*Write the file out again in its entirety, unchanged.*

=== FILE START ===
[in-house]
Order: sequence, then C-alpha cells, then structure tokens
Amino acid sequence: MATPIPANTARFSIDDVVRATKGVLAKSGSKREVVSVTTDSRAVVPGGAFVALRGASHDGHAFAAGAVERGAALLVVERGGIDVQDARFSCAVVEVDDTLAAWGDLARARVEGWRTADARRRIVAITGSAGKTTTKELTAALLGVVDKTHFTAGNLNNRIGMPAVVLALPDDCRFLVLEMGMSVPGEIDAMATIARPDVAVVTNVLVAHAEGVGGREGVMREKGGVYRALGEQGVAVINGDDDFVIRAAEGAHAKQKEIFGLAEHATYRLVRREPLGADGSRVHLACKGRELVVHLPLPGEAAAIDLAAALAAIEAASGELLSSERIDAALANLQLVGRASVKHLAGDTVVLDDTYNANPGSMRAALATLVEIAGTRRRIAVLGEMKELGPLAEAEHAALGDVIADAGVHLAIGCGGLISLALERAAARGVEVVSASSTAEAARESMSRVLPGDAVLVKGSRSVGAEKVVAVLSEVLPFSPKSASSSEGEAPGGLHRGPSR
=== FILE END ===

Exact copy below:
[in-house]
Order: sequence, then C-alpha cells, then structure tokens
Amino acid sequence: MATPIPANTARFSIDDVVRATKGVLAKSGSKREVVSVTTDSRAVVPGGAFVALRGASHDGHAFAAGAVERGAALLVVERGGIDVQDARFSCAVVEVDDTLAAWGDLARARVEGWRTADARRRIVAITGSAGKTTTKELTAALLGVVDKTHFTAGNLNNRIGMPAVVLALPDDCRFLVLEMGMSVPGEIDAMATIARPDVAVVTNVLVAHAEGVGGREGVMREKGGVYRALGEQGVAVINGDDDFVIRAAEGAHAKQKEIFGLAEHATYRLVRREPLGADGSRVHLACKGRELVVHLPLPGEAAAIDLAAALAAIEAASGELLSSERIDAALANLQLVGRASVKHLAGDTVVLDDTYNANPGSMRAALATLVEIAGTRRRIAVLGEMKELGPLAEAEHAALGDVIADAGVHLAIGCGGLISLALERAAARGVEVVSASSTAEAARESMSRVLPGDAVLVKGSRSVGAEKVVAVLSEVLPFSPKSASSSEGEAPGGLHRGPSR